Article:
There might be a story somewhere underneath all this twaddle, but Clifton and Riley chose to tell the wrong one.
You would think the combined effort of two authors would enhance the narrative, correct the mistakes, and plug the plot holes. Two perspectives, two brains, two sets of eyeballs… it should amount to a more perfect work, but instead, like all classroom group work, the product fizzles with a fragmented story, cut-and-paste wisdom, and retroactive elaboration. And one writer probably did most of the work, while the other guy flirted with some girls at another table.
Well, that’s been my experience with group work.
Professors Billings and Hoskins are on the run after creating Bossy, a controversial supercomputer with powerful, yet untested potential. The professors depend on telepathic student, Joe Carter, to help them evade the government until they can test out Bossy on a human being. But Joe may have other interests in Bossy that he isn’t revealing.
It starts a few chapters too early. It’s driven by the wrong character. The science is screwy, (I’m assuming, because it doesn’t make any sense, and the authors don’t bother to explain it). The plot holes are gargantuan. The flow is obstructed with clunky dialogue tags, and chunks of elaborative text, voiced differently, as if one author wrote the story, then the other went back to add paragraphs of detail, in order to meet the length of a novel.
But, strangely, it’s still a page-turner, but only because I foolishly anticipated interesting plot developments that never materialized.
*Not that it matters*
It turns out that Bossy (stupid name for a computer, and it’s not even an acronym) can grant eternal youth and immortality by way of cyber-psychosomatic therapy, designed by applying Einstein’s theories to psychology (huh?). The subject plugs in, goes into a coma for a couple of weeks, and Bossy searches their brain for maladjustments and disorders, corrects them, and feeds the subject “plasma” through an I.V. Then, the subject wakes up as a completely new person with a hot, 21-year-old bod and telepathic powers. But it only works on people who have flexible worldviews (i.e. criminals, uneducated), and not scholarly folks with rigid biases.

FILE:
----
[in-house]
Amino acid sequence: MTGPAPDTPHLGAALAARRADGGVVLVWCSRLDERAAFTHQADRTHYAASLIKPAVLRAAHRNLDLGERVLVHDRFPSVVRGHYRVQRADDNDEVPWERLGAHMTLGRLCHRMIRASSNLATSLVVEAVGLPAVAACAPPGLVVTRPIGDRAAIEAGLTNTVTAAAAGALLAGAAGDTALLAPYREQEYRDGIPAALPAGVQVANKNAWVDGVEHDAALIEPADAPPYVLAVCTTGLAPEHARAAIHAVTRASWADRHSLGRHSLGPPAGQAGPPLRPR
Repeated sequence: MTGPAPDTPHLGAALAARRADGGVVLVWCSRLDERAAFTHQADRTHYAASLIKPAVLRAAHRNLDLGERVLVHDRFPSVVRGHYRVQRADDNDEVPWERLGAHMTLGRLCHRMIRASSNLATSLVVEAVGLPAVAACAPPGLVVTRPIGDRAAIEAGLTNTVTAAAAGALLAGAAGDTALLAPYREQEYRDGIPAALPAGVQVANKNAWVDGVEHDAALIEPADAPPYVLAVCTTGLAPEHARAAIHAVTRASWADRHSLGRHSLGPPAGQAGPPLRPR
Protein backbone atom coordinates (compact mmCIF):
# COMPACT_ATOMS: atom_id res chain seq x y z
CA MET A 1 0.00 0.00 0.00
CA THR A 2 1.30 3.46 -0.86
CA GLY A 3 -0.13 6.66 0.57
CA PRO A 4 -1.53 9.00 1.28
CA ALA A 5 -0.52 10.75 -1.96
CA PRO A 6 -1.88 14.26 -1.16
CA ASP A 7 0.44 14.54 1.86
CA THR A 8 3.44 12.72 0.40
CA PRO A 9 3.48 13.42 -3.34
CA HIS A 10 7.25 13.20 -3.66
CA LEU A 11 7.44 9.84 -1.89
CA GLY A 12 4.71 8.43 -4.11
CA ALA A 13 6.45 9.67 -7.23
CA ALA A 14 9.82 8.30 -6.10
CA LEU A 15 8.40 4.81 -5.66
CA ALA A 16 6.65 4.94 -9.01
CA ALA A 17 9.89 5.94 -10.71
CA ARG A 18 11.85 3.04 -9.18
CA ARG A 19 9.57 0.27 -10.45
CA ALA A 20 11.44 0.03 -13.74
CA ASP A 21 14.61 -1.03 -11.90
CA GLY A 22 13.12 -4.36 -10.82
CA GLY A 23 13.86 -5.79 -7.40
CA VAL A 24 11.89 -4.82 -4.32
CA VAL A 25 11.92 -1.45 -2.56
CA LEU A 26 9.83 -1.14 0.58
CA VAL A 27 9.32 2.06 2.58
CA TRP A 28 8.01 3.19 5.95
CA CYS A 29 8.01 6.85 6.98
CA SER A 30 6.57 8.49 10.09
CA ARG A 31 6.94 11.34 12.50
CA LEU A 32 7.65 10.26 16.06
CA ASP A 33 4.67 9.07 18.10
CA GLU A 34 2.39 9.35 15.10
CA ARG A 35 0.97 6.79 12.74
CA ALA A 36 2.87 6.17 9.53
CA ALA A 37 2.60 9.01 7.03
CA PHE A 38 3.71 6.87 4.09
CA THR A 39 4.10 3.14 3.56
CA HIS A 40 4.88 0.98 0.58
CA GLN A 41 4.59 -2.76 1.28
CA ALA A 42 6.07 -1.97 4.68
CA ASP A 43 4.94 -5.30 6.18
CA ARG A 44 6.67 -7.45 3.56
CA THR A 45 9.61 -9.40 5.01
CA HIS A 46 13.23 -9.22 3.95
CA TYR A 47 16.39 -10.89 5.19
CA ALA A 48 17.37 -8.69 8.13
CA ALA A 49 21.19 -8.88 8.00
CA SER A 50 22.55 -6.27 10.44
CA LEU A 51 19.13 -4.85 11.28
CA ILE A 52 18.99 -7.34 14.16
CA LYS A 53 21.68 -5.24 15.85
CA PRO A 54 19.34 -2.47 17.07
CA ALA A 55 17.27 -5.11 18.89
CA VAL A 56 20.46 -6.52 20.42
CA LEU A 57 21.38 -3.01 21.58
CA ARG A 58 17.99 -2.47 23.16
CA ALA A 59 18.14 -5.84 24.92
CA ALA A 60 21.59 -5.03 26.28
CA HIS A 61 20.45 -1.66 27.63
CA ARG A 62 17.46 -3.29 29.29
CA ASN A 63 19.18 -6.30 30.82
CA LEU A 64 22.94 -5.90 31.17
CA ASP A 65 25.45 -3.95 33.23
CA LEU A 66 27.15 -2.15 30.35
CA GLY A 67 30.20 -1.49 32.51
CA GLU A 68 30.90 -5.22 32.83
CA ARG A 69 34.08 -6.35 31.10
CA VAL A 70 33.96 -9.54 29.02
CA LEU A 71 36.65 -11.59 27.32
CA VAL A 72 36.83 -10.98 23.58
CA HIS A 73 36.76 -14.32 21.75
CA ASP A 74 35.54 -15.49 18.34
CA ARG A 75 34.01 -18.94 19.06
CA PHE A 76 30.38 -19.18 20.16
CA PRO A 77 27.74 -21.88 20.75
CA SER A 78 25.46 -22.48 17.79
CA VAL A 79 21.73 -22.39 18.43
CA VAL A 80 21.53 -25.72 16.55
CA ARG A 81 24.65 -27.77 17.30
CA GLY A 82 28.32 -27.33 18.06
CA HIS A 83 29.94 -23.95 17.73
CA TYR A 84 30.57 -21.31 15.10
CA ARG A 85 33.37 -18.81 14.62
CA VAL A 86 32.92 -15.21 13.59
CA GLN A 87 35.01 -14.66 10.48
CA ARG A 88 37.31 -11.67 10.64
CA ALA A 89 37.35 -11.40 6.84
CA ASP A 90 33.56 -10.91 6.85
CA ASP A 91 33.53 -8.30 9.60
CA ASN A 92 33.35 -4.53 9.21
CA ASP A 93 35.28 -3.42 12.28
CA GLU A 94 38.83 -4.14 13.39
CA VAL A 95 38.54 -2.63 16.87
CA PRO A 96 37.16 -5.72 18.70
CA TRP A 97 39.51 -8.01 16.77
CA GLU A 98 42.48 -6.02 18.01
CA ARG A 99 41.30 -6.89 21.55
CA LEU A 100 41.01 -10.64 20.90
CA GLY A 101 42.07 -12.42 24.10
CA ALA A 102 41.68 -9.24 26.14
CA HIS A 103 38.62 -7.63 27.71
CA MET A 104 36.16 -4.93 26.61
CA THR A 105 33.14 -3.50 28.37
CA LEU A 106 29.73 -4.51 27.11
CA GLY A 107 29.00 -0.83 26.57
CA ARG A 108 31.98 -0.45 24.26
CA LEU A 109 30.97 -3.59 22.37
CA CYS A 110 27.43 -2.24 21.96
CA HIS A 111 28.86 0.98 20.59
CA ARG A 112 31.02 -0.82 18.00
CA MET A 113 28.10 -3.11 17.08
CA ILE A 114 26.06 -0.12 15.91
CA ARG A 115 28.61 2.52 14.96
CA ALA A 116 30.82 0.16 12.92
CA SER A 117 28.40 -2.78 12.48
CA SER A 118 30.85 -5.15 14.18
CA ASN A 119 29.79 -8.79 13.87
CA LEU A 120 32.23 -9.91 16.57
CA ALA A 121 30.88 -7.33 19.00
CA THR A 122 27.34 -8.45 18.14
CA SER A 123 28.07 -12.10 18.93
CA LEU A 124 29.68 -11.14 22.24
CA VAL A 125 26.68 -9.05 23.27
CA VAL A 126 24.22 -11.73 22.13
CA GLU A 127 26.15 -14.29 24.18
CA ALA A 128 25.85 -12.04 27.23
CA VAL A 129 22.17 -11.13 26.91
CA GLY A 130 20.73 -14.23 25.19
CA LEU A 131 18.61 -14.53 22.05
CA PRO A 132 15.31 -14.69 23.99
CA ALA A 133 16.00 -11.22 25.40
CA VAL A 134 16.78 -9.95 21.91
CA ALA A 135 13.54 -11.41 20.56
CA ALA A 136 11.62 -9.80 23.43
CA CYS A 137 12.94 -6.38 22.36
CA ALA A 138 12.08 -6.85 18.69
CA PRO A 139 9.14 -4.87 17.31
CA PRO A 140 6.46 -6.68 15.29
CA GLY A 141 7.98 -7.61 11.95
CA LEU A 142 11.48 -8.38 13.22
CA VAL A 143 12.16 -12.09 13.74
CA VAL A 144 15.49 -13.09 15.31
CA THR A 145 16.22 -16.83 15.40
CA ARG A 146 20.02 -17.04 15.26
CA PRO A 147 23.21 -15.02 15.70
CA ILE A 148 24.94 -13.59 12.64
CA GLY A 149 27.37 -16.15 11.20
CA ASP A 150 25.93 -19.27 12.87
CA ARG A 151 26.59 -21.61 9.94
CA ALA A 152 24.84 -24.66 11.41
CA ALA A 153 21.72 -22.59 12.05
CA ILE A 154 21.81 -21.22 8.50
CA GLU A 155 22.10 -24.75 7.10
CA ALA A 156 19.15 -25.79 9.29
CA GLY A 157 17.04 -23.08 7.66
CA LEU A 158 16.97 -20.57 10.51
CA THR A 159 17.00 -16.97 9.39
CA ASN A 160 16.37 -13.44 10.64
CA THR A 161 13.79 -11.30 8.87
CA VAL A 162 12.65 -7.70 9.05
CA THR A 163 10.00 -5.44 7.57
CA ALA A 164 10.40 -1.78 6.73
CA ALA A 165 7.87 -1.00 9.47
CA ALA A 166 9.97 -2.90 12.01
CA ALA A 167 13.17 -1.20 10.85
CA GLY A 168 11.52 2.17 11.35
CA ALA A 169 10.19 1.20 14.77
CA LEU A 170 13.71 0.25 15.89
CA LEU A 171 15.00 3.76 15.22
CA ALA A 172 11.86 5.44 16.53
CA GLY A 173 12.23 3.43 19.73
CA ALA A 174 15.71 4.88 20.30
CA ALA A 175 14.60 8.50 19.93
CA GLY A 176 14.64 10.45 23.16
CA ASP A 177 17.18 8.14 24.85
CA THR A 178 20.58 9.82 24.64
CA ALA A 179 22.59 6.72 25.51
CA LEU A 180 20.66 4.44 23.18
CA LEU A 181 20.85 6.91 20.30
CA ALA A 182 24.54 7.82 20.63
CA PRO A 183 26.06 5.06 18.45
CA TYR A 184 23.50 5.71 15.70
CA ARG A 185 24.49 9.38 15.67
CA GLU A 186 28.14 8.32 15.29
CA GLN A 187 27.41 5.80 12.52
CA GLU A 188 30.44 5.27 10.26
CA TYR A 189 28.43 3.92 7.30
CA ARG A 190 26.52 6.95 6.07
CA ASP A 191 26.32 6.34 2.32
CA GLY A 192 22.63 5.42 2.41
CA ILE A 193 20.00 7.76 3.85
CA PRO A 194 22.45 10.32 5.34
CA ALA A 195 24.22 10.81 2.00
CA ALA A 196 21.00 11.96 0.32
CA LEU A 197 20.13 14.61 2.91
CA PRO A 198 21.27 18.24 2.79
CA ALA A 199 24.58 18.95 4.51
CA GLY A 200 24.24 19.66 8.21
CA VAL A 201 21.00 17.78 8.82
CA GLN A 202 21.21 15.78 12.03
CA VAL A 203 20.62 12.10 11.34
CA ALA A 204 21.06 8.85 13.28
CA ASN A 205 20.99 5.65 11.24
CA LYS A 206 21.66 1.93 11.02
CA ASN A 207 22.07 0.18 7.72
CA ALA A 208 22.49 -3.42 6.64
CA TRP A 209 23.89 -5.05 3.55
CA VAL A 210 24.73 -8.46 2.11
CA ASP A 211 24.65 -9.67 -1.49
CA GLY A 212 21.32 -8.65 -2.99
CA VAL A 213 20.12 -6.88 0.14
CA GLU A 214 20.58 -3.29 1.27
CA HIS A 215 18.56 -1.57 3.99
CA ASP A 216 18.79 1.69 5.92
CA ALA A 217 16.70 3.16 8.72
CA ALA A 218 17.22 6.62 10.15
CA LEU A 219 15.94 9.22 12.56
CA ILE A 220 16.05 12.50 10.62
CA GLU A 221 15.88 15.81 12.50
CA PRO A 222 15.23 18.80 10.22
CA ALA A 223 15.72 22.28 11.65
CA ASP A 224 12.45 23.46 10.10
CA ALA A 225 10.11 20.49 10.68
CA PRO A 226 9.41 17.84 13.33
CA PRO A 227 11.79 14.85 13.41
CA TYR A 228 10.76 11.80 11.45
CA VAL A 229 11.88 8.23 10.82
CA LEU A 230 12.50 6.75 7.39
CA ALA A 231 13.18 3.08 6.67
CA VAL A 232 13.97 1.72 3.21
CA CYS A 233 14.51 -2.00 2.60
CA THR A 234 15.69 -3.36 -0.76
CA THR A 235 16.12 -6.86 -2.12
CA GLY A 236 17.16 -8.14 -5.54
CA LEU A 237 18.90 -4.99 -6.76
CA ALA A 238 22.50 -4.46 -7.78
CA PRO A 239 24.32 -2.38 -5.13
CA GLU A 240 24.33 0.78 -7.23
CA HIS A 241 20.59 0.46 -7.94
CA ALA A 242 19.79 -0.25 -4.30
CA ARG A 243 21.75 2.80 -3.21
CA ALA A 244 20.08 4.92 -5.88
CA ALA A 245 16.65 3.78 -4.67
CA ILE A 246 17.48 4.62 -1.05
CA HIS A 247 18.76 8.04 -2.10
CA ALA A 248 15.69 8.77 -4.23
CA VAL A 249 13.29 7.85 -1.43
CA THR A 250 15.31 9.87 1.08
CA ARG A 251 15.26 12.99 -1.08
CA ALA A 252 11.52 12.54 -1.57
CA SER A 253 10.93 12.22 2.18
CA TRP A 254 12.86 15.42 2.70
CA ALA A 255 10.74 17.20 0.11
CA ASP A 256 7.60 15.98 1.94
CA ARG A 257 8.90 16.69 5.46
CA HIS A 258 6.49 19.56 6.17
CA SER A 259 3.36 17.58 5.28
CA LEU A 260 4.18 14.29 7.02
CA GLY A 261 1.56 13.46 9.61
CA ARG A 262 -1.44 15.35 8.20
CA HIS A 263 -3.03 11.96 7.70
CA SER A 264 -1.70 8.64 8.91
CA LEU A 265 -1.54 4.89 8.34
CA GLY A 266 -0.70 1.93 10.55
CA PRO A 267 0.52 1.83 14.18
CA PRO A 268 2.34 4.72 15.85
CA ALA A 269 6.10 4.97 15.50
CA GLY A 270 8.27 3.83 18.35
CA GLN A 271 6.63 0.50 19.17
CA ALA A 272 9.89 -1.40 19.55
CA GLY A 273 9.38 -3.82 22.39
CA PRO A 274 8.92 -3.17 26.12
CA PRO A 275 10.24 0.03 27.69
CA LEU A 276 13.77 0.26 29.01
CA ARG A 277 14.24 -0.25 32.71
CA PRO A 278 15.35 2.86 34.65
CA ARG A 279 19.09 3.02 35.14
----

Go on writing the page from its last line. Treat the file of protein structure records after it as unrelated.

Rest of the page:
The first major problem: Bossy’s test subject is Mabel, an aged prostitute who provides cover for money-launderers. She’s kind and tolerant, easily impressed, and supposedly messed up. BUT WE NEVER GET TO KNOW HER. She gets fixed by Bossy, then runs around naked. The entire story should have been from her point-of-view, but we get cardboard Joe instead…
The second major problem: Not only can Joe read minds, but he can telepathically control the behaviors of others, even from a short distance. But the writers forget that at times, and conflicts happen that could have been managed by Joe’s telepathic control, which rendered many scenes unnecessary.
The third major problem: If aging is caused by the daily wear-and-tear of mental health, as the premise suggests, why do animals age? Sure, my mom’s dog is neurotic, and we have these asshole birds called grackles, who clearly have insecurity issues, but the prairie dogs in my area seem totally chilled, and they have short life spans.
The fourth major problem: The premise is intriguing, but the writers do not foster that intrigue. They neglect the contextual and emotional shifts that the story presents, while they stick to the dry outline of their original plan. Even the dubious science could be forgiven if the story had more dramatic meat.
It’s lazy. It’s clumsy. Don’t bother. If you want a vintage Hugo winner, read this one.
And if that’s not enough to convince you, you can read this article, which addresses the controversy surrounding this book’s Hugo win.